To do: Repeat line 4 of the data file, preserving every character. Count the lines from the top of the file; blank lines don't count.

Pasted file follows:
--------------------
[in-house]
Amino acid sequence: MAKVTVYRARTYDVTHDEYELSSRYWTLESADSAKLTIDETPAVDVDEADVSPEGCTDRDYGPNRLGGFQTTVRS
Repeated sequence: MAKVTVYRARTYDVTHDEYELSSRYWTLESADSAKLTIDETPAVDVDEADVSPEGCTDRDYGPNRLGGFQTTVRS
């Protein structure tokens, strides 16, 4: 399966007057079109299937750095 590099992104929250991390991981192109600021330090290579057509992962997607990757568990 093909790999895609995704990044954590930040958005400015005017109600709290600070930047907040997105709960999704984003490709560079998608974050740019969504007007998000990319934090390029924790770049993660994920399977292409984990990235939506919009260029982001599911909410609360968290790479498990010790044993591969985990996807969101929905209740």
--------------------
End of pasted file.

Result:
């Protein structure tokens, strides 16, 4: 399966007057079109299937750095 590099992104929250991390991981192109600021330090290579057509992962997607990757568990 093909790999895609995704990044954590930040958005400015005017109600709290600070930047907040997105709960999704984003490709560079998608974050740019969504007007998000990319934090390029924790770049993660994920399977292409984990990235939506919009260029982001599911909410609360968290790479498990010790044993591969985990996807969101929905209740």